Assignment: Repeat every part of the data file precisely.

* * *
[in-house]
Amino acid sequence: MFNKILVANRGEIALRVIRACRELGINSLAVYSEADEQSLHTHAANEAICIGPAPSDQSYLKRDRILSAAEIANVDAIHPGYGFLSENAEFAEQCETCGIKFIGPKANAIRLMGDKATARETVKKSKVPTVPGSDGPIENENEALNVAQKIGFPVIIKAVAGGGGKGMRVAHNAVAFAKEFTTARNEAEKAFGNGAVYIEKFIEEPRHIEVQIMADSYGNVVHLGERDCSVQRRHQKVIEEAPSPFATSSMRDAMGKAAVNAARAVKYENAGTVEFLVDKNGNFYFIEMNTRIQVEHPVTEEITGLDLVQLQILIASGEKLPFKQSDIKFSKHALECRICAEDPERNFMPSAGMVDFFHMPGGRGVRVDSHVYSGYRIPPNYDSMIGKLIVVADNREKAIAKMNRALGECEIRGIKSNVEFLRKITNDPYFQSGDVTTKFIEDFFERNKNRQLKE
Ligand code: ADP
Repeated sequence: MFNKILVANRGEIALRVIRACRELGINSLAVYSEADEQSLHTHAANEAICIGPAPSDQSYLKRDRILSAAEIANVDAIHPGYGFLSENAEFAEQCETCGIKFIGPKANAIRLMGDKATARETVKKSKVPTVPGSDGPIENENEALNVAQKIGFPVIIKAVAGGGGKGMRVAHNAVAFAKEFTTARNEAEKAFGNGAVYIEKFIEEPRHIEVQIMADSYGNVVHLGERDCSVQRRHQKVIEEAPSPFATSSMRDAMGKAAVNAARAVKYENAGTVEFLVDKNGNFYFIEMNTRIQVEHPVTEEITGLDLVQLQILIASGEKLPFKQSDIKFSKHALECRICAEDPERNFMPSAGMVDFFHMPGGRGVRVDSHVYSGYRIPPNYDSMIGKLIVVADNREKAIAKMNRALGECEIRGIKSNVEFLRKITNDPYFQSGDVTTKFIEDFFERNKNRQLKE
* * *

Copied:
[in-house]
Amino acid sequence: MFNKILVANRGEIALRVIRACRELGINSLAVYSEADEQSLHTHAANEAICIGPAPSDQSYLKRDRILSAAEIANVDAIHPGYGFLSENAEFAEQCETCGIKFIGPKANAIRLMGDKATARETVKKSKVPTVPGSDGPIENENEALNVAQKIGFPVIIKAVAGGGGKGMRVAHNAVAFAKEFTTARNEAEKAFGNGAVYIEKFIEEPRHIEVQIMADSYGNVVHLGERDCSVQRRHQKVIEEAPSPFATSSMRDAMGKAAVNAARAVKYENAGTVEFLVDKNGNFYFIEMNTRIQVEHPVTEEITGLDLVQLQILIASGEKLPFKQSDIKFSKHALECRICAEDPERNFMPSAGMVDFFHMPGGRGVRVDSHVYSGYRIPPNYDSMIGKLIVVADNREKAIAKMNRALGECEIRGIKSNVEFLRKITNDPYFQSGDVTTKFIEDFFERNKNRQLKE
Ligand code: ADP
Repeated sequence: MFNKILVANRGEIALRVIRACRELGINSLAVYSEADEQSLHTHAANEAICIGPAPSDQSYLKRDRILSAAEIANVDAIHPGYGFLSENAEFAEQCETCGIKFIGPKANAIRLMGDKATARETVKKSKVPTVPGSDGPIENENEALNVAQKIGFPVIIKAVAGGGGKGMRVAHNAVAFAKEFTTARNEAEKAFGNGAVYIEKFIEEPRHIEVQIMADSYGNVVHLGERDCSVQRRHQKVIEEAPSPFATSSMRDAMGKAAVNAARAVKYENAGTVEFLVDKNGNFYFIEMNTRIQVEHPVTEEITGLDLVQLQILIASGEKLPFKQSDIKFSKHALECRICAEDPERNFMPSAGMVDFFHMPGGRGVRVDSHVYSGYRIPPNYDSMIGKLIVVADNREKAIAKMNRALGECEIRGIKSNVEFLRKITNDPYFQSGDVTTKFIEDFFERNKNRQLKE